The DocType Class


The org.jdom.DocType class summarized in Example 15.19 represents a document type declaration. Note that this points to and/or contains the document type definition (DTD), but it is not the same thing. JDOM does not have any representation of the DTD.

Example 15.19 The JDOM DocType Class
 package org.jdom; public class DocType implements Serializable, Cloneable {   protected String   elementName;   protected String   publicID;   protected String   systemID;   protected Document document;   protected String   internalSubset;   protected DocType();   public DocType(String elementName, String publicID,    String systemID);   public DocType(String elementName, String systemID);   public DocType(String elementName);   public String   getElementName();   public DocType  setElementName(String elementName);   public String   getPublicID();   public DocType  setPublicID(String publicID);   public String   getSystemID();   public DocType  setSystemID(String systemID);   public Document getDocument();   public void     setInternalSubset(String newData);   public String getInternalSubset();   public       String  toString();   public final boolean equals(Object o);   public final int     hashCode();   public       Object  clone(); }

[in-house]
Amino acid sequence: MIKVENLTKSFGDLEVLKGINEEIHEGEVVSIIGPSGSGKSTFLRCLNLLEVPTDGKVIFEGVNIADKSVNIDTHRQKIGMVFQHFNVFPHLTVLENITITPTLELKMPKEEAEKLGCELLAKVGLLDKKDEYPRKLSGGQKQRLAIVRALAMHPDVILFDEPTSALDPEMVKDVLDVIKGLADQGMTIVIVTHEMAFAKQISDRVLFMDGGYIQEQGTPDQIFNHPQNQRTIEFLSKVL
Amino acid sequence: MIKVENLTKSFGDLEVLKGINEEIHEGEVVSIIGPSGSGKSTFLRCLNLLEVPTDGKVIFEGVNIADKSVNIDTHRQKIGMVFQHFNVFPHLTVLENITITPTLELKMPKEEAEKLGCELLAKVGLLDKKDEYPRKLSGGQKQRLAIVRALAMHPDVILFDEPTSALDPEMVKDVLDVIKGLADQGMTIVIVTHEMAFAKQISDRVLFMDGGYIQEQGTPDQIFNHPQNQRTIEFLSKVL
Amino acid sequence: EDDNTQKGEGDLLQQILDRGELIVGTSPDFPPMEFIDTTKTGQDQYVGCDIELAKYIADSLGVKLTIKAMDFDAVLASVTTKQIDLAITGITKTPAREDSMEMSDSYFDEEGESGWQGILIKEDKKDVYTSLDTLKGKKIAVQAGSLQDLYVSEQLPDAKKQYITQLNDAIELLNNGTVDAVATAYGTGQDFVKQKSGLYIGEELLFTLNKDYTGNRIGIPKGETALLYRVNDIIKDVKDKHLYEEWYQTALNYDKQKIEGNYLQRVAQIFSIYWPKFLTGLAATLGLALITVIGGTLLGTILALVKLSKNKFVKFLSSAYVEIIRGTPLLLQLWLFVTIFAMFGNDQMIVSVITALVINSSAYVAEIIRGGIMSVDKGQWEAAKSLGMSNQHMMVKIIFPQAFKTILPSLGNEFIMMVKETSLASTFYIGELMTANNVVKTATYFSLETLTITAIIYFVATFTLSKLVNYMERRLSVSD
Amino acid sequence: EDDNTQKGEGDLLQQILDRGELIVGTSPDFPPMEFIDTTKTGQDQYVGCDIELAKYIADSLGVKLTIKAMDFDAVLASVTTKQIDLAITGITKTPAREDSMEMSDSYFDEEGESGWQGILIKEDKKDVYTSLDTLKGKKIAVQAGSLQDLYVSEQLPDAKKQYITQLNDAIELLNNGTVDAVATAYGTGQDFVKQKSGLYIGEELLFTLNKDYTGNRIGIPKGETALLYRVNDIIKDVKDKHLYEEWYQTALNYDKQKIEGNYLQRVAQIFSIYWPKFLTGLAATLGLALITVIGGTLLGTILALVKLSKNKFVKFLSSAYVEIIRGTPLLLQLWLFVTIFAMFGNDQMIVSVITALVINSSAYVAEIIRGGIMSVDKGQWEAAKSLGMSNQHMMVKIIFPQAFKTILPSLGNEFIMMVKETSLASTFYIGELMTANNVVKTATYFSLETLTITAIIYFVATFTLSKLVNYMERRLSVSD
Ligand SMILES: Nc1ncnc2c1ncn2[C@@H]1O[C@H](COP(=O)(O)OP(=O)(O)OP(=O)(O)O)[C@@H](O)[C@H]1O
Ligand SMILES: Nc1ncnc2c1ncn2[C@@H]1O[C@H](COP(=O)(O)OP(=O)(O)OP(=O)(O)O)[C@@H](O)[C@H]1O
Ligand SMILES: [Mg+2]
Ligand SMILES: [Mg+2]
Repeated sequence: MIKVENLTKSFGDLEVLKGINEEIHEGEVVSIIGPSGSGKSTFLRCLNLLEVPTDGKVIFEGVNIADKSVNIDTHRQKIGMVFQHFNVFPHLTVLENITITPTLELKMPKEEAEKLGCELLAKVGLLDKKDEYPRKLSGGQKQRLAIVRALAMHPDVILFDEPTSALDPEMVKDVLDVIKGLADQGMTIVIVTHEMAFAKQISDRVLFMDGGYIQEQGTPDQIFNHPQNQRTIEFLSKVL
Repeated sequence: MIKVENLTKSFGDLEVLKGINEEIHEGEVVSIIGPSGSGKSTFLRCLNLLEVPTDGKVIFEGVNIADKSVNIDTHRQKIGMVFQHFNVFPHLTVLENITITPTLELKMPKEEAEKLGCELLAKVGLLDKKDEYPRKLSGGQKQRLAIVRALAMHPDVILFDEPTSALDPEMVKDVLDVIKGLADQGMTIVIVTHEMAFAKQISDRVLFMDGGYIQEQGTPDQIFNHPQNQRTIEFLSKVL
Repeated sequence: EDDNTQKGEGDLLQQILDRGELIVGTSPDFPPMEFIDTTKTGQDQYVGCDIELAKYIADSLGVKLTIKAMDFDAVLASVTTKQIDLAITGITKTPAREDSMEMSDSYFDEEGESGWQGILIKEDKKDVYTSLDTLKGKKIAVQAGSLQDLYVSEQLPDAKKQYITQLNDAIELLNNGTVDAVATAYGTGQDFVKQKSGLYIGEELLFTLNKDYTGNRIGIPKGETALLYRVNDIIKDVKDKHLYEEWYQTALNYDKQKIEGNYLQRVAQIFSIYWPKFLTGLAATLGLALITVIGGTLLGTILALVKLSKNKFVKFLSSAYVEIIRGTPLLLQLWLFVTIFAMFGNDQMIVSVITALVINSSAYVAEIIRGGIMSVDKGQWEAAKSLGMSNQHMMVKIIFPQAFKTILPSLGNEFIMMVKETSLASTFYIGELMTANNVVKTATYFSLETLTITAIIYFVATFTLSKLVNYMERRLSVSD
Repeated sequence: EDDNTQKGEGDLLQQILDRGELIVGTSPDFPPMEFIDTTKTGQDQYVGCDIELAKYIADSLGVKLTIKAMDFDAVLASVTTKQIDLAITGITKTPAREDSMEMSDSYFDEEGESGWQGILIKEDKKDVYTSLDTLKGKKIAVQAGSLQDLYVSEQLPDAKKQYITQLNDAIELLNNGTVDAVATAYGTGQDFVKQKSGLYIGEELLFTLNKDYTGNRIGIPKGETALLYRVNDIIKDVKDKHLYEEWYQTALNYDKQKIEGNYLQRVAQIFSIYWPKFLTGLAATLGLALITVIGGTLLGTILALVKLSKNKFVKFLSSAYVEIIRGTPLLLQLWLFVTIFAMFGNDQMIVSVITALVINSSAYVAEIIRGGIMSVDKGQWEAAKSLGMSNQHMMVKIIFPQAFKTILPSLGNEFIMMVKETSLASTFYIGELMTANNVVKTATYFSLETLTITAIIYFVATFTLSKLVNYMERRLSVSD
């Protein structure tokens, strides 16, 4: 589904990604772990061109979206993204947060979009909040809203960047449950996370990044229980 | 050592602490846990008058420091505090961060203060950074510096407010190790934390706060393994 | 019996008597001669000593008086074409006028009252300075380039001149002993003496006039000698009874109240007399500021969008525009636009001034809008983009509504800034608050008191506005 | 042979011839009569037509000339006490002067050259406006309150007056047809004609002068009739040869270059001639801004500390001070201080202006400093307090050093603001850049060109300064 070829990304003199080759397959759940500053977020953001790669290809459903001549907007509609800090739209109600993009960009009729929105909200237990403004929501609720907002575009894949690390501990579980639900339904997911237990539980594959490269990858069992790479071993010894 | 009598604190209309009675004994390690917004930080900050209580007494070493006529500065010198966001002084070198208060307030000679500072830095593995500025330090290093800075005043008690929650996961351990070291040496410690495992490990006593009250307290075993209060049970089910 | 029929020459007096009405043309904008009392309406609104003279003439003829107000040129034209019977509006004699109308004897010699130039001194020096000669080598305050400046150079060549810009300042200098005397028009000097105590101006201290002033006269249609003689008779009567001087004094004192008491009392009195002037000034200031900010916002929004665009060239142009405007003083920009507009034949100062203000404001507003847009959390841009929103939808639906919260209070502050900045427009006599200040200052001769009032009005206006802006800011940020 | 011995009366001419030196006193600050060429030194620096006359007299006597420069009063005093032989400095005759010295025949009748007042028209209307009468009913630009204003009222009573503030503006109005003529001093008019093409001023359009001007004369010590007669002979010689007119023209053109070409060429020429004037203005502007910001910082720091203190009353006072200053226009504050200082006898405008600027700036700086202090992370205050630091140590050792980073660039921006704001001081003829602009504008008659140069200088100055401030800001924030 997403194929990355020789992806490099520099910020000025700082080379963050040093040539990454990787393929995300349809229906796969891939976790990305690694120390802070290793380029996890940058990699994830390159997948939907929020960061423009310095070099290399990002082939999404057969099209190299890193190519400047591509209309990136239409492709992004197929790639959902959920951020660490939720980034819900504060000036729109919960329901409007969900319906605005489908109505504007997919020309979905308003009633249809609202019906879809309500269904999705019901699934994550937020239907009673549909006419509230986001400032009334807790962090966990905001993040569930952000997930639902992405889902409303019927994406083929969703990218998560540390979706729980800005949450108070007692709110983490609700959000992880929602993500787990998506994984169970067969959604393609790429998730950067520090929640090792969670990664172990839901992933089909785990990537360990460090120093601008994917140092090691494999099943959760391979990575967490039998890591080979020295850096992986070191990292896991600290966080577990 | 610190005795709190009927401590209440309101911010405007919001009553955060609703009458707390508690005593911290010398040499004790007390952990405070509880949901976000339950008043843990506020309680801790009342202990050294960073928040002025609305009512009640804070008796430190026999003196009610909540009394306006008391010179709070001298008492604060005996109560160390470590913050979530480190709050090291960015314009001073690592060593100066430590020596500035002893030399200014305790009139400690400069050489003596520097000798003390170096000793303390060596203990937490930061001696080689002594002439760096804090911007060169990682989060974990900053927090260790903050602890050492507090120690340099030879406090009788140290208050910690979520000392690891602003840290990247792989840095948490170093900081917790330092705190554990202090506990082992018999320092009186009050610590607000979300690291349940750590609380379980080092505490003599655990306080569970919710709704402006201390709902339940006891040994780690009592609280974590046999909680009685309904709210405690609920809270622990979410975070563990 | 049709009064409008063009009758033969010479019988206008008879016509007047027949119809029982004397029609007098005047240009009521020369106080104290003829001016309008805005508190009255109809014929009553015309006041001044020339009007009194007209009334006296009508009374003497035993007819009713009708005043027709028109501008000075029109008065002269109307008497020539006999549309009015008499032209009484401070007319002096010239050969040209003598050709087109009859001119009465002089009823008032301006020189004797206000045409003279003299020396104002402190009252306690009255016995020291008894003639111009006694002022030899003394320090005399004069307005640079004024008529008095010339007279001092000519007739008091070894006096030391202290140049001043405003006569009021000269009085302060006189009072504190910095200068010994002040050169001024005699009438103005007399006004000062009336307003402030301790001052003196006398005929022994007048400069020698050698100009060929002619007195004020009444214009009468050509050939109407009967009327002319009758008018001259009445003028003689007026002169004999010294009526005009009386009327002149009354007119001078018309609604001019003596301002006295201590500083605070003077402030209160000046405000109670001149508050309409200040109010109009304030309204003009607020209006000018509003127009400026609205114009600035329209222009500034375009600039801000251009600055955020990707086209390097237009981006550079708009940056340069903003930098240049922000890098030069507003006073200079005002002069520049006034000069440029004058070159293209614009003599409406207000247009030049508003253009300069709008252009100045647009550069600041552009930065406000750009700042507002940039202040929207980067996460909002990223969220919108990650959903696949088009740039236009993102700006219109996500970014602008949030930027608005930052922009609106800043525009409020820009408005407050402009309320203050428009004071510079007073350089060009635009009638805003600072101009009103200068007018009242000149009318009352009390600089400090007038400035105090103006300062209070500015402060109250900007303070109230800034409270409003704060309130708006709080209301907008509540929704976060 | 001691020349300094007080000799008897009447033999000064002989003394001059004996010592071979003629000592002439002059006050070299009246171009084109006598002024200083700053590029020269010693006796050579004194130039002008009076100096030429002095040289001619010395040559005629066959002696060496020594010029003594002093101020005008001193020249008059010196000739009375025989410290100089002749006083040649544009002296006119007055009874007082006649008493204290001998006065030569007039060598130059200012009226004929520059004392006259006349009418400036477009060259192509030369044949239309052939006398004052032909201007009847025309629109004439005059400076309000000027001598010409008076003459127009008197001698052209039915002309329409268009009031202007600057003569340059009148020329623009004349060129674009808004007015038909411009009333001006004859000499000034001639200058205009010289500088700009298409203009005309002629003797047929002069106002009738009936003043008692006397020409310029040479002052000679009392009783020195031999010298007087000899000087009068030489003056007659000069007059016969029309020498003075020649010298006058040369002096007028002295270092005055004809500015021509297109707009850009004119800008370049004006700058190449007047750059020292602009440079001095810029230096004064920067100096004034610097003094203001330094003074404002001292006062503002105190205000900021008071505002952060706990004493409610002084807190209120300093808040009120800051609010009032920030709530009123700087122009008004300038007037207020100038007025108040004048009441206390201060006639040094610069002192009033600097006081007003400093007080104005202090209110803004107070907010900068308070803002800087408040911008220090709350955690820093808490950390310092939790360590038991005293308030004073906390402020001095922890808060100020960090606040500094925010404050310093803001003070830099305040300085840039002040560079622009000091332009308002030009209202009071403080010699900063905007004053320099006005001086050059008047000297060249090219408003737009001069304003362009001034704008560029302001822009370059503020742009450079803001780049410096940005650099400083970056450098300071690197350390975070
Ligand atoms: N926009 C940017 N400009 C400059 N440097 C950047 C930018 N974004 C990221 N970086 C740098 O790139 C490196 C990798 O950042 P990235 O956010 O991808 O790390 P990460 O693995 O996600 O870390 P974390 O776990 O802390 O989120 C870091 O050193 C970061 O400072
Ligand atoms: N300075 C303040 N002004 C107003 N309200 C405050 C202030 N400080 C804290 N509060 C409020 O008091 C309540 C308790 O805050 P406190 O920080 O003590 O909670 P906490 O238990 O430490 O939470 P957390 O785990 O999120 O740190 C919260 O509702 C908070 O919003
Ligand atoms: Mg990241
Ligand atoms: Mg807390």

Each DocType object has four String properties, of which the last three may be null:

  • Root element name

  • Internal DTD subset

  • System ID

  • Public ID

For example, consider this document type declaration:

 <!DOCTYPE chapter PUBLIC "-//OASIS//DTD DocBook XML V4.1.2//EN"                           "docbook/docbookx.dtd"> 

It has the root element name chapter , the public ID -//OASIS//DTD DocBook XML V4.1.2//EN , and the system ID docbook/docbookx.dtd . However, its internal DTD subset is null. This code fragment constructs a DocType object representing this document type declaration and uses it to construct a new Document object:

 DocType doctype = new DocType("chapter",   "-//OASIS//DTD DocBook XML V4.1.2//EN", "docbook/docbookx.dtd"); Element chapter = new Element("chapter"); Document doc = new Document(chapter, doctype);